According to writers for the Industry Standard, emergency efforts to increase California’s power supplies will probably not take effect before summer when demand for power peaks in that state. Some tech firms have decided to expand or relocate outside the state. Others are preparing for the worst by purchasing diesel generators, which they may not be allowed to use because of air quality regulations. Ironically, concern for the environment was often cited as a reason for not building power plants in the past, though the shortage has already led to a lowering of river levels in the US Northwest to generate hydroelectric power for California. Now authorities worry that the emergency measures, aggravated by mishandled deregulation, will seriously hurt salmon and other wildlife populations effected by river water levels.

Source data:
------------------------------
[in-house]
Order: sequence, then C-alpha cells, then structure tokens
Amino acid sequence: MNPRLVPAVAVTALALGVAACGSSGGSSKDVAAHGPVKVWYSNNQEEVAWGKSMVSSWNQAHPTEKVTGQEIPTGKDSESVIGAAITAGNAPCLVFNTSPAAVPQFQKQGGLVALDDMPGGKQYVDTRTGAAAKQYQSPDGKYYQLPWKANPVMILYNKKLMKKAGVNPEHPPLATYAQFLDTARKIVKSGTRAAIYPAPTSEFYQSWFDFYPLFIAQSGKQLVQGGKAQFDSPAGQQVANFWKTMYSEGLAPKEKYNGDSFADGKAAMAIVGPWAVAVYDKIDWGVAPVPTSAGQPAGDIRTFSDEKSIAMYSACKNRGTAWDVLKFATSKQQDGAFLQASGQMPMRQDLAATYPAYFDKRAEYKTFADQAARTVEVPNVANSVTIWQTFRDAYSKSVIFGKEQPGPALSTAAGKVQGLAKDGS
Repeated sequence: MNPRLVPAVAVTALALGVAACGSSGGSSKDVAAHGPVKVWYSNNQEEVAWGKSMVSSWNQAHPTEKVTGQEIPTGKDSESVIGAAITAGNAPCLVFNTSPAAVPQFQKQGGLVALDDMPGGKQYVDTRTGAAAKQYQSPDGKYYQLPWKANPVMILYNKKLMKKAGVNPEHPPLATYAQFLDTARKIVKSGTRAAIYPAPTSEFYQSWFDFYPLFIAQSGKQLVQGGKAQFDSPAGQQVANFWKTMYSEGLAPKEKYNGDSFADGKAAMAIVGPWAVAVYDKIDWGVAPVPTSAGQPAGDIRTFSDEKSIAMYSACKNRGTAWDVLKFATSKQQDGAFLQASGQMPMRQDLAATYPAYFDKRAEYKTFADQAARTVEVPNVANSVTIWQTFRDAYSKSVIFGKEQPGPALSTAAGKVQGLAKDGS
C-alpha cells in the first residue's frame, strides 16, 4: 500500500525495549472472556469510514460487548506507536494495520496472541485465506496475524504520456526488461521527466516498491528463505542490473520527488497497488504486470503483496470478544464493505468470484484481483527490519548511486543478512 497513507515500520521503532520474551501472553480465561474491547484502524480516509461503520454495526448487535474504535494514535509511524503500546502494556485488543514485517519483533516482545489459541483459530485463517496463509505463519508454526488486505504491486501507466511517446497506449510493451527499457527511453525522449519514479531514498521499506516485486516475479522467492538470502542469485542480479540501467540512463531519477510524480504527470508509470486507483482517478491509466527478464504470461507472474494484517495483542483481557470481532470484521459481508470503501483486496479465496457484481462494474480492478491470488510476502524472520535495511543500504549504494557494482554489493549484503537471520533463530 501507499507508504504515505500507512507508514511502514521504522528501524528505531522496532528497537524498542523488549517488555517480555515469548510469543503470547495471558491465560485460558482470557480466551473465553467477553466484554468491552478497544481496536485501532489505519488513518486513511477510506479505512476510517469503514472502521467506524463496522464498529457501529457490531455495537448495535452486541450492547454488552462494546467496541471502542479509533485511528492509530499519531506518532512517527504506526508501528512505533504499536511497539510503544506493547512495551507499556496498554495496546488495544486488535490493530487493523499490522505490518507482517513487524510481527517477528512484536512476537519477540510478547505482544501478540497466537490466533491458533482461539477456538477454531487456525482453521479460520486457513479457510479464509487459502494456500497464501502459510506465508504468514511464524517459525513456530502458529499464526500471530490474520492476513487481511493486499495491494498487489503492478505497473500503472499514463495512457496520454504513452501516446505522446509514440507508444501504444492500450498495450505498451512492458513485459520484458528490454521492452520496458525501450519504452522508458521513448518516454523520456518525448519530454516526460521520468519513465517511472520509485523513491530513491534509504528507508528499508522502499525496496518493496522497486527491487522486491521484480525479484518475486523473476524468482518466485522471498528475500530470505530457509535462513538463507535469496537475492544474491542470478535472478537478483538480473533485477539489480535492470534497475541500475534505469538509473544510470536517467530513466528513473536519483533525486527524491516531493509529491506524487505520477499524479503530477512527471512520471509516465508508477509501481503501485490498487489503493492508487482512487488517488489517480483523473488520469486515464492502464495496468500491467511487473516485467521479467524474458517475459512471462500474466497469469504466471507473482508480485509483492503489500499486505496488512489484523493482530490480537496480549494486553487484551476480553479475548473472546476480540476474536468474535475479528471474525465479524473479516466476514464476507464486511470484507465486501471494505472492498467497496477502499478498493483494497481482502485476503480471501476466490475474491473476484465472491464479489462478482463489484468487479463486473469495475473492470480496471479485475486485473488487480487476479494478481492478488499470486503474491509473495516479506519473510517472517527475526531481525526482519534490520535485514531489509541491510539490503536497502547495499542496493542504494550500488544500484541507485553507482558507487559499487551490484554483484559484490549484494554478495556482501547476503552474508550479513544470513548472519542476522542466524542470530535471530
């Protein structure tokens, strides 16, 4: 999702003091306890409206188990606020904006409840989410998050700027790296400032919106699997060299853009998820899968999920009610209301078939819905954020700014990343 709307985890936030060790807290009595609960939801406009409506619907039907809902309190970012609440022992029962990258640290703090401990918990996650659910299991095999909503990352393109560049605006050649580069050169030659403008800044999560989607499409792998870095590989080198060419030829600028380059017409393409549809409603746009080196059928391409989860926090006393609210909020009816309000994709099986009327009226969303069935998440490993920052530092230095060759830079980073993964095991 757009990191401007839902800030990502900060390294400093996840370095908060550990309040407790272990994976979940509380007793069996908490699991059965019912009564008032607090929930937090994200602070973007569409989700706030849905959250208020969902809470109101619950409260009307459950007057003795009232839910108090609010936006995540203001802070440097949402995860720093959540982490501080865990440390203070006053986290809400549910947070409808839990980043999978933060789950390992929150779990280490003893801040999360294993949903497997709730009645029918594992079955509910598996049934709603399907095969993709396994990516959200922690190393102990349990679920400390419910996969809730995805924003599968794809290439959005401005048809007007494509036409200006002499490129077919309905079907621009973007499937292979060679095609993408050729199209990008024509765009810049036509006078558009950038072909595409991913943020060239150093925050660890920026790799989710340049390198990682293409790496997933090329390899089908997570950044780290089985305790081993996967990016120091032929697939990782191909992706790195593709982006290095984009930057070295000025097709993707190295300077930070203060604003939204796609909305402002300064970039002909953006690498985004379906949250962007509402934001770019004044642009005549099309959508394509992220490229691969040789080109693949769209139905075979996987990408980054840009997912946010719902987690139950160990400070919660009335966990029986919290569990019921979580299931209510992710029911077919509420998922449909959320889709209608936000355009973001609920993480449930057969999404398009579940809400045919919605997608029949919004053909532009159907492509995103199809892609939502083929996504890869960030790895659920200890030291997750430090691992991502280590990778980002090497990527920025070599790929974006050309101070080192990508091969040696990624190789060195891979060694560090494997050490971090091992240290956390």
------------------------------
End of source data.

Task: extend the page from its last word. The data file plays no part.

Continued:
The writers warn, “many California companies remain in denial.” There may be wry solace, however, in their analysis that the same situation seems to exist in New York and other New England states that “teeter only a power surge away from summer shortages and higher prices.”
In related news, the Taiwanese government has reversed its decision to cancel construction of the island’s fourth nuclear power plant, supported by the tech industry.